The Government has accorded top priority to green and sustainable development, as demonstrated by the Chief Executive's commitment in her Policy Address to achieve carbon neutrality for Hong Kong by 2050, basically 10 years before our own country. To deliver on this goal, we will issue a total of US$23 billion of green bonds over the next five years, depending on market situations, to finance green projects in pursuit of low-carbon economic development. Our cross-regulatory Steering Group also launched a strategic plan to strengthen our financial ecosystem to support a greener and more sustainable future.
Of course relying on the public sector alone would not suffice, and we will need to leverage on the private sector including each and every one of you as well. That is why in the Budget this year, a Green and Sustainable Finance Grant Scheme was announced, with a view to subsidising eligible issuers of green bonds and also green loans this time on their costs of issuance and external review. We hope this would attract more institutions to come, and leverage on Hong Kong's market infrastructure to venture into green and sustainable finance.
Now let's turn back to LME, the focus of today's metals seminar. I note that sustainability is also identified as a strategic goal to pursue, as illustrated by many of its initiatives - one of which is an online service called LMEpassport, which would register Certificates of Analysis, providing a broad range of metal sustainability certifications and disclosures electronically. I note that launch is planned for Q3 this year, and the LME would actively engage with market stakeholders on its design, ensuring the primary goals will be met for providing the industry with greater transparency and sustainably produced products.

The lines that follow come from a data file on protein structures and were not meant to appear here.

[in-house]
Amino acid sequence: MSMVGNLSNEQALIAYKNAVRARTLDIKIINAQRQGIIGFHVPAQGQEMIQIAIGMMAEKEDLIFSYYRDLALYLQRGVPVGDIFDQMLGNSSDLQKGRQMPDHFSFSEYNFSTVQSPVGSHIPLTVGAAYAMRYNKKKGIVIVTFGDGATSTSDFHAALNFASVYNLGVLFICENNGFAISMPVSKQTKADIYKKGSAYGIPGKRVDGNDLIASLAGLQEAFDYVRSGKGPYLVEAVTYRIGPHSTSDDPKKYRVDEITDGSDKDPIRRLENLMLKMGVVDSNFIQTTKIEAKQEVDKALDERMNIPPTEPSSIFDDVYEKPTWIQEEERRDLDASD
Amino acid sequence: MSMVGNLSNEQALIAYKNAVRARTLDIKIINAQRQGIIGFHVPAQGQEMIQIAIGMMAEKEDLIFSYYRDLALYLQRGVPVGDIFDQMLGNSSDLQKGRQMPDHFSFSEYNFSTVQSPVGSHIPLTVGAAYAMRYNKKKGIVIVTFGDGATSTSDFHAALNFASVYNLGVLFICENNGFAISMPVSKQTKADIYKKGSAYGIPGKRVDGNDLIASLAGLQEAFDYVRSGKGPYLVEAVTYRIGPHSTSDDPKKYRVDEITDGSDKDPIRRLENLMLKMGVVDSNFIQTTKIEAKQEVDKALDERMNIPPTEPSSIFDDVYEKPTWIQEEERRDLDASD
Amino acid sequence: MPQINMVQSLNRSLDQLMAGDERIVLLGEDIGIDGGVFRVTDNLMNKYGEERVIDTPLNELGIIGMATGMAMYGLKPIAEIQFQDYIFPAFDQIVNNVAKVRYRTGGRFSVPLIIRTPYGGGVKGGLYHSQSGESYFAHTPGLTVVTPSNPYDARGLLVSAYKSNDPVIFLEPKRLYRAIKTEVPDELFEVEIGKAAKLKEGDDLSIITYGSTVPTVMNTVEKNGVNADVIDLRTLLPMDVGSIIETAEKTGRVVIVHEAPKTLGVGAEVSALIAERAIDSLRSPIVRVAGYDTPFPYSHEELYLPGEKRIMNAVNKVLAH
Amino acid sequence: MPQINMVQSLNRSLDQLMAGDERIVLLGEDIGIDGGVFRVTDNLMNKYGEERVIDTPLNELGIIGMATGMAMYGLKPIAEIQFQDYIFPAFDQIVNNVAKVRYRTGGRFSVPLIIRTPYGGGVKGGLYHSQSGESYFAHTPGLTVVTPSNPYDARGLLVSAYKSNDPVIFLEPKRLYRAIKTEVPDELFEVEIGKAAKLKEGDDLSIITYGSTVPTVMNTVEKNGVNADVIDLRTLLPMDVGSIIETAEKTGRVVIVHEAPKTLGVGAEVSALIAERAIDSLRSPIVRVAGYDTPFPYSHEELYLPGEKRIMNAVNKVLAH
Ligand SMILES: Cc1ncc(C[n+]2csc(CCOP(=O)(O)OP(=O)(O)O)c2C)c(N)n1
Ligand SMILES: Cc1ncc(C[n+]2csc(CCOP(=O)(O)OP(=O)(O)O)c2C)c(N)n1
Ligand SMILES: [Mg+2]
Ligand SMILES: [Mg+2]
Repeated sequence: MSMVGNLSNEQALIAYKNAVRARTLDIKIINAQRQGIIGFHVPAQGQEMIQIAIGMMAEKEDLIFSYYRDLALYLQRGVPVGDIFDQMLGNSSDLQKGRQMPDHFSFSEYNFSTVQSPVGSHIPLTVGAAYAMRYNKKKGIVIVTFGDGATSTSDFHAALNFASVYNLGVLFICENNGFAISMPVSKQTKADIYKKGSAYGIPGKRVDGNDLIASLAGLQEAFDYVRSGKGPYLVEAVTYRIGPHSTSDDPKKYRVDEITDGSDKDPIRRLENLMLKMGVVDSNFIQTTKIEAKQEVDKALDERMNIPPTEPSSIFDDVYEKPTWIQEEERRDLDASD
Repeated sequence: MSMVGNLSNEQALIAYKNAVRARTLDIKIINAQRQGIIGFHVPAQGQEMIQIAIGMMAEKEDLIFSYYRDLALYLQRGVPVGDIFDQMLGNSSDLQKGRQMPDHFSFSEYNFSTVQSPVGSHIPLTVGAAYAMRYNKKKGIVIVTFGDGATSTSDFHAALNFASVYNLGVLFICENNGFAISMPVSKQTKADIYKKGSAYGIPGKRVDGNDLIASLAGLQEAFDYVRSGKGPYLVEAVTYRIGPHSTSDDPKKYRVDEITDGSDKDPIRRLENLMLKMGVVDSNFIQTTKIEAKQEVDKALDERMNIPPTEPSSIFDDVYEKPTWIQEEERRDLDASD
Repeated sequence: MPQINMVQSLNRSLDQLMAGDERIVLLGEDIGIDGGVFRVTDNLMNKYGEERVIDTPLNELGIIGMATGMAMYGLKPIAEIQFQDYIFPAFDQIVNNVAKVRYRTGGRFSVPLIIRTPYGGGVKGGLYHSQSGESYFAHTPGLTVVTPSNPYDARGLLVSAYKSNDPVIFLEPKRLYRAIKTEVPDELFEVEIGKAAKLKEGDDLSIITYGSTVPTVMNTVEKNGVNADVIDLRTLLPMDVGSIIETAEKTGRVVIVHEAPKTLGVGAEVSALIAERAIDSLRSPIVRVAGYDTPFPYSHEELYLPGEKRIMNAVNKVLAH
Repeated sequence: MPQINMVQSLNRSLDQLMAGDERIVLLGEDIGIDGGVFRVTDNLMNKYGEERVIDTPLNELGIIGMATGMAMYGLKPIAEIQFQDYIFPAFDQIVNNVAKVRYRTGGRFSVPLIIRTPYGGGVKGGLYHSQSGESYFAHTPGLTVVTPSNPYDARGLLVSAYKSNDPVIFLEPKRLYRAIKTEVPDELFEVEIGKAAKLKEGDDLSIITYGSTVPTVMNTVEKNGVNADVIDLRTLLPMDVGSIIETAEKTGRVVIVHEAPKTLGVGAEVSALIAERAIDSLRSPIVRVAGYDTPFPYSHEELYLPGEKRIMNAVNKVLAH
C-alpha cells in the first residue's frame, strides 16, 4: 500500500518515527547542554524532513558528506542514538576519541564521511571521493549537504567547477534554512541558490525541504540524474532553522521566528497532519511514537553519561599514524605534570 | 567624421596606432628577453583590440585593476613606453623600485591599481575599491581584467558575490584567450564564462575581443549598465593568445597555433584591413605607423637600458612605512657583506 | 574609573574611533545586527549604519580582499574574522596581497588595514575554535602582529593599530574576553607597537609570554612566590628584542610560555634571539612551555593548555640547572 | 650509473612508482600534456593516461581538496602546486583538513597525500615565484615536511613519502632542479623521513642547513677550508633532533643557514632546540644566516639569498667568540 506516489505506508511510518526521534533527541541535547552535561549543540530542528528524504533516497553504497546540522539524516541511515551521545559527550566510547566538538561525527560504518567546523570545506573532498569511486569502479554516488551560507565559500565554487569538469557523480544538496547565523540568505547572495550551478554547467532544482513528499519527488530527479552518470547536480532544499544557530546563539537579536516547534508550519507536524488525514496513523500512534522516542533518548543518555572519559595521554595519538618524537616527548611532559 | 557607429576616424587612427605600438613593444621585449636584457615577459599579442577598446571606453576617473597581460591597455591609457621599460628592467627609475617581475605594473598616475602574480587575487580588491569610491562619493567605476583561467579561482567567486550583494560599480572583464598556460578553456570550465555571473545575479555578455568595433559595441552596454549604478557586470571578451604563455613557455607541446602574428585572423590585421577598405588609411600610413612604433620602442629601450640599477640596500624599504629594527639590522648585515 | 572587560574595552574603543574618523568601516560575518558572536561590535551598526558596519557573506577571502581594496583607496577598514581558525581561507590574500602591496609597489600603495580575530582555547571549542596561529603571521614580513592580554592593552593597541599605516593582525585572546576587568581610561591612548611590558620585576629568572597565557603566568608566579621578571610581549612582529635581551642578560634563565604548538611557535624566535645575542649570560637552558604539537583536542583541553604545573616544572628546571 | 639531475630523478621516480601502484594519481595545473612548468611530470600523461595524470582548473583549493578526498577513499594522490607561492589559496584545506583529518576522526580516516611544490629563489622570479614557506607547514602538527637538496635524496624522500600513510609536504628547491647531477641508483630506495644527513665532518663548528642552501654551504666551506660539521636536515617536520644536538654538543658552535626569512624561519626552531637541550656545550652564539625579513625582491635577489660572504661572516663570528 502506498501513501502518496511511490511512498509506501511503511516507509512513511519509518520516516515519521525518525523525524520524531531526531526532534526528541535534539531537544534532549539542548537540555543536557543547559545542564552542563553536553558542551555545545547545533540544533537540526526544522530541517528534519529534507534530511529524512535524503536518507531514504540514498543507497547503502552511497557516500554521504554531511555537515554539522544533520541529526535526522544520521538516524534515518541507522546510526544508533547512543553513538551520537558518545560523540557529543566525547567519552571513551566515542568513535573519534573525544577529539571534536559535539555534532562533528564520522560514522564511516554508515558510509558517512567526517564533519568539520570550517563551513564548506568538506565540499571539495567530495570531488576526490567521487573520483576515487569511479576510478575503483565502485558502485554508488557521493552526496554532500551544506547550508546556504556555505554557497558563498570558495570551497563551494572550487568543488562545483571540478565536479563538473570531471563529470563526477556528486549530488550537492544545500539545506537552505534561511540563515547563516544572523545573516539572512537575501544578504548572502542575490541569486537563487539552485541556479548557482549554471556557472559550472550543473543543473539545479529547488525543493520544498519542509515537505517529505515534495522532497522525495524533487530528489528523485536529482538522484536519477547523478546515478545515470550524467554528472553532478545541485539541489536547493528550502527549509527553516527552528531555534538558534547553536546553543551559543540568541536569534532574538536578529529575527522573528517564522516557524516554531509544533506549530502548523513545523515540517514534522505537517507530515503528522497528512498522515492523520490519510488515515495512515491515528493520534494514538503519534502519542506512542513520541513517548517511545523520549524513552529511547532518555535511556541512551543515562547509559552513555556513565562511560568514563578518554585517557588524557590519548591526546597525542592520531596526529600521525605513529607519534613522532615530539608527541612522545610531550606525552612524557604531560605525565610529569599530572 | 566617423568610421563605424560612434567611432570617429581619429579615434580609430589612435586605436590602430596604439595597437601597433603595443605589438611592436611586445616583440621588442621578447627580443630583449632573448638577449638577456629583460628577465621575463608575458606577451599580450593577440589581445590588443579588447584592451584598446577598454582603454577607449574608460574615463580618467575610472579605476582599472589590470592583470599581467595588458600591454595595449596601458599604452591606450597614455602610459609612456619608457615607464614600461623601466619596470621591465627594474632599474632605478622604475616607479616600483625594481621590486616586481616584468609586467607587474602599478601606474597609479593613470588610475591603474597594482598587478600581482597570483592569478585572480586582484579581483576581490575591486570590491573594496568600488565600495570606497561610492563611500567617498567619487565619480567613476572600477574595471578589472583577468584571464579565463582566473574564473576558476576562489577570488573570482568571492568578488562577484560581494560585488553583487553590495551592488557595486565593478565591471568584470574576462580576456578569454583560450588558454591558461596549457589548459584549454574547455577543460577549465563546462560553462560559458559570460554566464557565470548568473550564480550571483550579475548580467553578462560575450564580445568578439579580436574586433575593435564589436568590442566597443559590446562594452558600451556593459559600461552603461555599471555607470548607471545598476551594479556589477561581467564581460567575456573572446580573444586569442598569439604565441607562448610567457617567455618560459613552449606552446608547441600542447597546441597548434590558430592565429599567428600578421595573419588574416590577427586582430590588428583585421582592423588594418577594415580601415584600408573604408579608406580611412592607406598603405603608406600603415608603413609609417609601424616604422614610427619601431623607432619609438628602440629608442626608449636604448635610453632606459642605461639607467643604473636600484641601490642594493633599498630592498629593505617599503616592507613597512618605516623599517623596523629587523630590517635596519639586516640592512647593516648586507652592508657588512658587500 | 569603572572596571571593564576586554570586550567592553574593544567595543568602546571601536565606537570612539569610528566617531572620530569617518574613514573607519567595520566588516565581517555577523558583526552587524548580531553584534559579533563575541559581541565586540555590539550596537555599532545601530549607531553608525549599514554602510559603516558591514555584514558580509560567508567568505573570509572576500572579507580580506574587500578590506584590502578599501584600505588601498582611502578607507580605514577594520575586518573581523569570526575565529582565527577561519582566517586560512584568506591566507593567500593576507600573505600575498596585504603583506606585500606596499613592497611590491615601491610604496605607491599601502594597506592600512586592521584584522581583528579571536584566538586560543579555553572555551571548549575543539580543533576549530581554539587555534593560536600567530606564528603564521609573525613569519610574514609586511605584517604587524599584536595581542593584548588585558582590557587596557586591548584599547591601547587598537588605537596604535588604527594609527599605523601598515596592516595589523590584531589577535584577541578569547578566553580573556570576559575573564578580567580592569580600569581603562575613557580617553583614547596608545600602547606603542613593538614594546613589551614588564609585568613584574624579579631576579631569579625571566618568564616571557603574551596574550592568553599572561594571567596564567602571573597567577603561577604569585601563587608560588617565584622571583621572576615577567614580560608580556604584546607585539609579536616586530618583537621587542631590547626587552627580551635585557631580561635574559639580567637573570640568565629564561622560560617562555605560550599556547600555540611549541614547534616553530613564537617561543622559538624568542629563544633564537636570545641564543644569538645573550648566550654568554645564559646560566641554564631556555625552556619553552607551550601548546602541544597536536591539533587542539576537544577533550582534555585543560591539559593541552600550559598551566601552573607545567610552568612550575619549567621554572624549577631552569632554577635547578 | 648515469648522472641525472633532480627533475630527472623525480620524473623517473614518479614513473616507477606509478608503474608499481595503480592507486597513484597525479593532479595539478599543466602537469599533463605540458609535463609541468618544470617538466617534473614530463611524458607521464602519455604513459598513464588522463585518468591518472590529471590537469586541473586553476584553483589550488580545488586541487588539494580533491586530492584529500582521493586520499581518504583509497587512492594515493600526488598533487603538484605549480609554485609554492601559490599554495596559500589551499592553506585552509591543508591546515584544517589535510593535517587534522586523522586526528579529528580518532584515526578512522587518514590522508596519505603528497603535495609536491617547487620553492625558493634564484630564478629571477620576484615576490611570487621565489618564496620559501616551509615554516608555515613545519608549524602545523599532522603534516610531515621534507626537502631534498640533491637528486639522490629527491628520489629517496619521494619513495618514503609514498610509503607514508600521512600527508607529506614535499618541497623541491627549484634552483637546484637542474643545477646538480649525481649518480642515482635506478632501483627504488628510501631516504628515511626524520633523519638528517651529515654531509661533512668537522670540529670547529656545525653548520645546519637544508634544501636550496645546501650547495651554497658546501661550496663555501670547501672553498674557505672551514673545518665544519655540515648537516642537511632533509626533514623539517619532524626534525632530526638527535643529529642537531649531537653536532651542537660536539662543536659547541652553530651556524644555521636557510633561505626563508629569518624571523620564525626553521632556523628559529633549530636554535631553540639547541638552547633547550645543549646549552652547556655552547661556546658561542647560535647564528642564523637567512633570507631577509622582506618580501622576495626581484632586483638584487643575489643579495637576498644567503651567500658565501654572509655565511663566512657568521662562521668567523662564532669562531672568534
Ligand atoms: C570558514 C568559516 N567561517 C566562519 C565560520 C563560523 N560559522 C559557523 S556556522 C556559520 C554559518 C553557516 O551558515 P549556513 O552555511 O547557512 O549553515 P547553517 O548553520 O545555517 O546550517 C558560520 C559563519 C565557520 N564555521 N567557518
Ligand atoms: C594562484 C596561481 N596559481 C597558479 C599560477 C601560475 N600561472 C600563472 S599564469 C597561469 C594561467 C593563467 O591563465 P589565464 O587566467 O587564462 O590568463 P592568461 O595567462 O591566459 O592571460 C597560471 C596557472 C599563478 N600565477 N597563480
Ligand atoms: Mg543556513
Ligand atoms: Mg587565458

Time flies and it has been more than eight years since HKEX completed its acquisition of LME back in late 2012, and we just passed the seven-year itch. It is a tale of two cities forging a strong connection between East and West. Just now I have shared with you, during the time of the pandemic, how our two trading centres in Hong Kong and London have both maintained resilience, delivered innovation, and pursued sustainability. People say a good marriage would have the couple having in minds the same goals and pursuits. As you can hear from Laura's speech and mine, judging from what we have said, the marriage between the HKEX and LME is actually doing very well and would come a long way continuing to weather ups and downs in our common destiny together going forward.
Looking ahead, under the country's 14th Five-Year Plan and the Greater Bay Area initiative, the catchment of our commodities market would be further expanded. We have seen early signs of success, as marked by the tripling of year-on-year turnover of Qianhai Mercantile Exchange in Q1 this year, and the pioneering investment of HKEX into Guangzhou Futures Exchange. I am sure under the capable leadership of Laura and Gucho, we can expect many more achievements to come. I would also send my warmest welcome again to Gucho, as he officially took on the role as the CEO yesterday.
And back to what I promised at the outset about "vacation". To conclude, as financial market participants, I think what you care about more should be not just vacation but another V, about volatility. That said, if you talk to any people in Hong Kong, what they care about most now is about vacation. But before we can talk about volatility and vacation, we need to know another V, which is vaccination as it is essential for restarting our economic engine. On that, I would urge every one of you who have not been vaccinated to go get your jab and also, at the same time, I wish you all an enjoyable and fruitful discussion in the coming seminar today. Thank you.
Ends/Tuesday, May 25, 2021
Issued at HKT 12:38
Issued at HKT 12:38